“A verbal commitment is one thing, but a commitment of actual action and resources is another thing,” Timpson said, before noting his optimism: “For once I think we will see an administration that is committed.” 

But perhaps the biggest difference between Scott’s plan and his predecessors’ is that he will incorporate the Police Department into his public health strategy. Under Dixon and Rawlings-Blake, public health and law enforcement worked in separate silos and were often at odds. Scott is forcing the two sides to talk with each other. He is also resurrecting the Strategic Decision Support Centers, where cops, prosecutors, and state prosecutors work together to reduce violence. Scott shelved the centers last summer after questions surfaced as to whether data gathered from the centers was being shared with the city. For them to work, the police must share information with street outreach workers about who might be close to violence and in need of services, and the violence interrupters must be given the latitude to diffuse beefs without the fear that the police will use the program to make arrests in the way Anthony Barksdale did a decade ago. “The centers should be run and operated not as a strategy for law enforcement,” Webster said, “but they should be thought of more holistically to identify risk and deploy resources beyond law enforcement.” 

At the same time, in reserving a prominent role for the Baltimore Police, Scott is banking on the good behavior of a department that remains under federal consent decree and faces a crisis of credibility with residents. The Gun Trace Task Force scandal — in which a crew of cops assigned to rid the streets of guns instead used their wide-ranging powers to rob suspected drug dealers — provides a searing example of what could go awry. Can the department, given its track record, hew to a blueprint that calls for it to defer to street outreach workers in certain circumstances and refrain from mass arrests? Scott insists it will. “I know the agency at its core wants to reform,” he said. “As the mayor, I determine what the agency will do. This agency will reform.”

On January 28, Scott announced that the Baltimore Police will be stepping up law enforcement at violent hot spots throughout the city. “BPD cannot be everywhere at once. This is about quality over quantity, and ensuring accurate, up-to-date data informs our deployment strategy,” Scott said in a statement. While his remarks focused on operational efficiency, politics may also have informed the initiative. Notably, the move came a month after the local Fraternal Order of Police had tweeted that the department is understaffed and under-resourced in the fight against crime.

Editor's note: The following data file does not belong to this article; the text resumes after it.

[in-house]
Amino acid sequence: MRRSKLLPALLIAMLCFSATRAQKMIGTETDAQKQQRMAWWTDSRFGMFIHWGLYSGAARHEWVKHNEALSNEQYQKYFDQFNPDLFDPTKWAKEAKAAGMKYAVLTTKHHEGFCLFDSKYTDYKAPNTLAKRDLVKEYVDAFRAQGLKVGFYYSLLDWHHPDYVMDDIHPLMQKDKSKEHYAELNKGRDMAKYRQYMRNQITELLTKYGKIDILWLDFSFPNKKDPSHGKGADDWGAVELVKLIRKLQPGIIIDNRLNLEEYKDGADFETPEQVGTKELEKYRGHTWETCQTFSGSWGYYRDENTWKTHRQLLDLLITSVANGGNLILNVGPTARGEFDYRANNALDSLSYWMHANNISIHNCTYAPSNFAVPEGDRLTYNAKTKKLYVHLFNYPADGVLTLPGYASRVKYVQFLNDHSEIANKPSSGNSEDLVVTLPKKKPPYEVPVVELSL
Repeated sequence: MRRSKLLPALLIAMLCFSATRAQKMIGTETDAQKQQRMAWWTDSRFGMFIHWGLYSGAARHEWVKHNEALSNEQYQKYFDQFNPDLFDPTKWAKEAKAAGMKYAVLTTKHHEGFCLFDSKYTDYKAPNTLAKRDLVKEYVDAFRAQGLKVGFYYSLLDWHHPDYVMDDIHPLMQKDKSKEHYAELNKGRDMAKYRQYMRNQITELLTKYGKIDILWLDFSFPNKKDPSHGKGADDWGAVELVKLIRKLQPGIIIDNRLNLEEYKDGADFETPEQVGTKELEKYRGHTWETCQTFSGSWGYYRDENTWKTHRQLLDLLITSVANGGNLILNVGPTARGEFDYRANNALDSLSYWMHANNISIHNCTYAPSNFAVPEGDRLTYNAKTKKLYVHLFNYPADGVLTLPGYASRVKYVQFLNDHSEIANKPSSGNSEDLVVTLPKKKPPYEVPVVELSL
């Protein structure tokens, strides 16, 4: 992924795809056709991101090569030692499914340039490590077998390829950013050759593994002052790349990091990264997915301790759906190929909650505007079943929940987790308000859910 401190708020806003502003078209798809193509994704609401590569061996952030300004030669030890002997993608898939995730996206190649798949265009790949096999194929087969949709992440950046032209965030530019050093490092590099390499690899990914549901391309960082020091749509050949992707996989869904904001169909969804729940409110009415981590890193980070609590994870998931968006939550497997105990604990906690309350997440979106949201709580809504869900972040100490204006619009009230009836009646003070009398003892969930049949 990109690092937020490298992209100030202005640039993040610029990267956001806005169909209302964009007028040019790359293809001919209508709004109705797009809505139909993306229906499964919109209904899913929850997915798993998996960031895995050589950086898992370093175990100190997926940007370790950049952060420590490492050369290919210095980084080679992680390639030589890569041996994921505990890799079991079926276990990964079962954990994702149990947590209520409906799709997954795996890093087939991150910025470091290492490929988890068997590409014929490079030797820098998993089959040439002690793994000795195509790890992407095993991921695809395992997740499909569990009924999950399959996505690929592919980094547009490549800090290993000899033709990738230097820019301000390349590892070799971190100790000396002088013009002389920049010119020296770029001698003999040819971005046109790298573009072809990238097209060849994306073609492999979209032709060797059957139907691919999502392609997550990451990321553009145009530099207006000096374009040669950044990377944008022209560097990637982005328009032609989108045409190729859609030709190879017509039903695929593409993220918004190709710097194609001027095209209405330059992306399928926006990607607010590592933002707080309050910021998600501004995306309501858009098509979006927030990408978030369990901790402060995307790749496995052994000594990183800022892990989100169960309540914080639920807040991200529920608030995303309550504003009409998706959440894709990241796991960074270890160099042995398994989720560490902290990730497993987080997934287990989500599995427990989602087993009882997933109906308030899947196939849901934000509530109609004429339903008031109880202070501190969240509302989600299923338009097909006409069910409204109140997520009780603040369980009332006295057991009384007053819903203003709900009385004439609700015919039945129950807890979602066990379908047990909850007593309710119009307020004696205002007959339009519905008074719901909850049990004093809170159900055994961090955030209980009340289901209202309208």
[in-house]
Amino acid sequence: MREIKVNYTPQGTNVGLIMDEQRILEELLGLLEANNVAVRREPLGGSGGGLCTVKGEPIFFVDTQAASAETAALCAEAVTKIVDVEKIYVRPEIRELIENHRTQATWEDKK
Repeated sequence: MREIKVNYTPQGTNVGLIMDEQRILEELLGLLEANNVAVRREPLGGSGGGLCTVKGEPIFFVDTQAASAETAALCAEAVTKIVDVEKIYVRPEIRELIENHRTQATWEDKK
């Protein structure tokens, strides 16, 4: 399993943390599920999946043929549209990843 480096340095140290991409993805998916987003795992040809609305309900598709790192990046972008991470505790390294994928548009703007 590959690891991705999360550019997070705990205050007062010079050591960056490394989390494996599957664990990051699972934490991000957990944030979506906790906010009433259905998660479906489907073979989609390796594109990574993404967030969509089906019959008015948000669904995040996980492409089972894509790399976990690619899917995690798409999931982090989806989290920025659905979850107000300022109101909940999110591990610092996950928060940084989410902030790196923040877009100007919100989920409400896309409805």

Scott’s plan reads less like a bill and more like a manifesto. It’s a vision for how to engage in the fight against violent crime. Building an actual infrastructure will be much more difficult. “We all want to snap our fingers and, ‘Wow. We have a new system and we are invested in violence prevention,’” Webster says. He hopes everyone will keep in mind that “we have been doing this as a demonstration project and not building this as a system — a public safety system — that doesn’t rely on law enforcement and prisons.”

Scott’s plan doesn’t have any funding, at least through the end of June. After that, he will have more control over how the city spends its money. Nonetheless, the lack of financial detail in his plan has brought little criticism, even from former political rivals. “At this point, I don’t want to be a critic of the first 100 days,” says T.J. Smith, a former candidate for mayor, who once served as the spokesperson for the Baltimore Police Department. But Smith says the day will come when Scott’s plan will need to show results. “People in Baltimore are eventually going to ask, ‘Are these things going to come to fruition, or is it words on paper?’”

In Scott’s plan to fight gun violence, the city’s Dante Barksdales play a central role. Street intervention workers will serve as the public face for Scott for the neighborhoods in Baltimore most affected by violence. Places where Dante Barskdale’s killing is still reverberating. “What happened put us in a crisis because Dante is an irreplaceable voice,” said Timpson, now a street intervention worker with Roca-Baltimore and a member of the public safety task force. “I felt a sense of defeat, and it was overwhelming.”

Scott held an online vigil for Barksdale on Martin Luther King Jr. Day. Scott said he was shaken by the death of his “big brother.”

“I ask everyone in [Dante Barksdale’s] honor to recommit ourselves to his work,” Scott said. As the vigil came to the end, a shot of Baltimore City Hall filled the screen. Scott had ordered the dome of the 145-year-old neo-Baroque building lit up in orange, the color of Safe Streets. 

Anti-violence workers and community members gather for a vigil for Dante Barksdale in early February. Shan Wallace for The Trace

Dante Barksdale’s death was the tenth of 27 homicides in January. At the current pace, Baltimore will record 300 homicides for the seventh straight year — and Scott will be pushed to lean on the city’s police department to stem the tide. “There is a pressure there. The bottom line is we can’t keep singing the same song next year and the year after when it comes to the homicide rate,” Dixon told The Trace. 

On a bitter cold day, a few dozen people gathered in a courtyard in Douglass Homes. Orange and black graffiti marked the spot where Dante Barksdale had been killed a week earlier. The surrounding square of grass and trees was filled with macabre reminders of the toll of city homicides. Four spots in a courtyard less than 100 yards long and half as wide marked four separate deaths. 

Safe Streets workers from as far away as New York City converged on the spot to pay their tributes. As the crowd endured the cold, people offered words of inspiration for the work that lies ahead. Menelik Hannibal was among those whose lives Barksdale had touched. In a city struggling for peace, he reminded the crowd of the weight of the tragedy, and how this loss of life could be an inflection point for transformation. Hannibal offered the grieving activists and city officials a touchpoint to focus their efforts during the months and years ahead: “Start with what breaks your heart.”